That night he brought her back to Brooklyn with a large sketchpad and a set of pointed markers, and she had begun again, sketching and drawing and remembering what they had spent the afternoon staring at. He envied her this. It was love, that's what it was, finding the one thing or person who truly understood what you were talking about, even when you never made a sound. And when he left that day he felt less of an uncle, and more of a matchmaker.
When he asked later on, the guides told him: it's all about context. Some art, they said, truly has a radiant beauty and craftsmanship, but much other art has little to do with the work itself -- it's what it means, who made it, how it fits in the big picture. Why did squares and large blank fields appear a few decades back, why were so many French painters obsessed with blurring their images, of creating a fantasy land of landscapes and featureless people a hundred years ago? Why was one man able to see the face of a person in so many different planes and angles, see it in pieces rearranged in his own way? No one really knew, they told him. That was the secret behind the art. To understand where it came from.
No one really understands his niece, either. He has four other nieces and nephews, and none of them have regular IQ tests, or have to attend special schools, none of them require round-the-clock attention, and none of them are frozen mentally between ages five and six. She is the second of three in her family, her mother did not smoke or drink during the pregnancy. And yet she came out different. But he likes being with her more than the others. She needs him. And she doesn't ask any questions he can't answer.
He has never thought of her as simple, as retarded, as handicapped. She is just who she is, second of three, the middle child who will always be the youngest child, flinger of plates, duplicator of Picassos, strength which has a source he can never expect to discover.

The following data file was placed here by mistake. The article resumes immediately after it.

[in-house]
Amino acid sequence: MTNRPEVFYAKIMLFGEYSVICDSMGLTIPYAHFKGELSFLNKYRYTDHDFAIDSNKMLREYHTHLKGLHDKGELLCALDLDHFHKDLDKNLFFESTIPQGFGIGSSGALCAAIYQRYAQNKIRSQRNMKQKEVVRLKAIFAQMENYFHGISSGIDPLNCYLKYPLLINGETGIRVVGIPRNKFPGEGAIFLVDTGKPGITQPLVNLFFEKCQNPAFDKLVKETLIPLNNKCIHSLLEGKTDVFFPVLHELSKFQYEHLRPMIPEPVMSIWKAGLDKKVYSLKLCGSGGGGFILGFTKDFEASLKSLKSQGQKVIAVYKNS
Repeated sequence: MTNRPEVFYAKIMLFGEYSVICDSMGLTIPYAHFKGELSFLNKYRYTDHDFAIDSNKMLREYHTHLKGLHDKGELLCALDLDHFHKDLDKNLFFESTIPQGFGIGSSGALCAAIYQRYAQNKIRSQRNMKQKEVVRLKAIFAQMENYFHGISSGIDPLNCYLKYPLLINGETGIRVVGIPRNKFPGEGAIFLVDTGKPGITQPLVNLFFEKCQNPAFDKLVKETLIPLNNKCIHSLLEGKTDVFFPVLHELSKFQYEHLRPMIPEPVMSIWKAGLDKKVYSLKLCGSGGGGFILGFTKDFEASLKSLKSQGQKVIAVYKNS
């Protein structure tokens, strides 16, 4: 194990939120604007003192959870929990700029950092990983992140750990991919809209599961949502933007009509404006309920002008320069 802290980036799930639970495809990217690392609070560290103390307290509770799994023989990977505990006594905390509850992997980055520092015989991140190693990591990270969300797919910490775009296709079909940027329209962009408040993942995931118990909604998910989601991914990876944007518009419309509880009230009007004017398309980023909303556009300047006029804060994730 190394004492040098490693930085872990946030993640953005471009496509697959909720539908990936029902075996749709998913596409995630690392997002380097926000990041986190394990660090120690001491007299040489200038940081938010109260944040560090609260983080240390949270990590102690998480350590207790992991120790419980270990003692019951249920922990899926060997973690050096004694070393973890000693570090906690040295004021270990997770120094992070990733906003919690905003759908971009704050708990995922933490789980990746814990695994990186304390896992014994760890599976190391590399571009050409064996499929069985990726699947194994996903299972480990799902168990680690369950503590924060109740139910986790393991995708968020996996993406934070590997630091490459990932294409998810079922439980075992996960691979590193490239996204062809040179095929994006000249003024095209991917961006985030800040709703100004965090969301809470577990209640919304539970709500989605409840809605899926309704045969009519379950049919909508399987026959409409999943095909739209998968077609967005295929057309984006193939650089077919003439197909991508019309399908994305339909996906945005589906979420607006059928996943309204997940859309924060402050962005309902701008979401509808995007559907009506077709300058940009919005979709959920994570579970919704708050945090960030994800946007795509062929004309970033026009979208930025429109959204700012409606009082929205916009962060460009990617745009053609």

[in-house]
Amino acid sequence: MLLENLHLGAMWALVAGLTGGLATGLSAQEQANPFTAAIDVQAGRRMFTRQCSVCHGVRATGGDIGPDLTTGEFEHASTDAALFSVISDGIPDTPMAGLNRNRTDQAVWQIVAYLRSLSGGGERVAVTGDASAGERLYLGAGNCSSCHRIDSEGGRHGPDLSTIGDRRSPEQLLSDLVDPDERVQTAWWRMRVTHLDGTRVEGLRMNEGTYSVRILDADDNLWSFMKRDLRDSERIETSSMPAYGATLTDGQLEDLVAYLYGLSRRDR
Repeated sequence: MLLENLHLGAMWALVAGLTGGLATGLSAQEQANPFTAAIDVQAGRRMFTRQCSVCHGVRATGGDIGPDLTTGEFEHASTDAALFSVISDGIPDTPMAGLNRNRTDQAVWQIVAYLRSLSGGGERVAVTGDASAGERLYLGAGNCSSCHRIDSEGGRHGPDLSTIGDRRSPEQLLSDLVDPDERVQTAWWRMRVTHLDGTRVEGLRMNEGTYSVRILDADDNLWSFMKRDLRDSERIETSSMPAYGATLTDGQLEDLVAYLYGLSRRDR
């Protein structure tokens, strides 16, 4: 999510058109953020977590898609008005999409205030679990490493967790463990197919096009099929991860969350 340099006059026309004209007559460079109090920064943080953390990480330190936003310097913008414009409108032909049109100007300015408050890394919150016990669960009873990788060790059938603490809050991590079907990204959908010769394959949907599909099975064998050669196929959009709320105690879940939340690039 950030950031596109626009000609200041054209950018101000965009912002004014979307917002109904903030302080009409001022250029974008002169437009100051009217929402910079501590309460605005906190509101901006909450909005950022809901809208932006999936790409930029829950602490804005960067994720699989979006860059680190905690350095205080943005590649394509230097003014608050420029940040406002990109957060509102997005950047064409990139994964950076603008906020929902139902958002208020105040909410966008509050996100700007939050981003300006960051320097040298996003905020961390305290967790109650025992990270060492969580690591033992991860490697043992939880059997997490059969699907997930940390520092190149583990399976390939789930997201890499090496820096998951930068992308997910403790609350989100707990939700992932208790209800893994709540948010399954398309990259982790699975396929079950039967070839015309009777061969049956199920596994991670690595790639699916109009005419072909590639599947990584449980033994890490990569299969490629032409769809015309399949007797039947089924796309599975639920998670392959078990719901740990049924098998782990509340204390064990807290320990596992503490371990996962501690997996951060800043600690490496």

Over the years, he moved up from beat cop to detective, and he is happy where he is now. His visits to his sister's are still regular, but they have longer spaces between them -- since he took his special niece to the MoMA that day she turned fifteen he has moved on and carved out a life of his own. Since the visit to the art school ten years have gone by; she is now the age of his girlfriend. He has taken her to the aquarium, the botanical gardens, to countless movies and once even on a tour of the precinct. But no matter what they do together his visits always include some kind of drawing. She has gone through seventy-four of those large drawing pads since he gave her the first one, not to mention a hundred and twenty two sets of markers. Whenever he visits, before he leaves to head back into the city he always sits with her and they draw together over one large empty sheet of paper, the colors fitting together somehow, the lines blocky and the faces more like geometry shapes: a cow, a house, an eye. As he draws he forgets himself, he thinks of her arm moving in synch with his on the same sheet and he thinks: herethere is no difference.
She gives him the sheet when he goes, carefully pulling it from the spine of the pad, and he rolls it up carefully, securing it with a small piece of tape. He holds it to his chest during the ride back to his own life, and he leaves it rolled up on the table for a day or two, forgets. Until his girlfriend unrolls it, spreading the curled-up sides out like an ancient scroll. Traces the lines of the faces with her finger, runs the tips of her nails over where he has signed his name with his niece. She takes it to be framed without even asking him, and when he gets home that night the strange swirling colors and oddly-angled, random shapes jump out at him from the wall as if alive. His girlfriend comes out from the bedroom and takes his arm, leaning her head on his shoulder, and they watch the drawing for a few minutes. And he realizes that he no longer envies his niece her Picasso, that ultimate understanding and meeting of the wills. He doesn't need to envy her any more, because he has his own twin holding tight to his arm. A warm serenity comes over him as he gazes at the picture, rooted to the spot, not trying so hard to understand. Sometimes it isn't even that important to know every single reason.
He is a collector of very great art.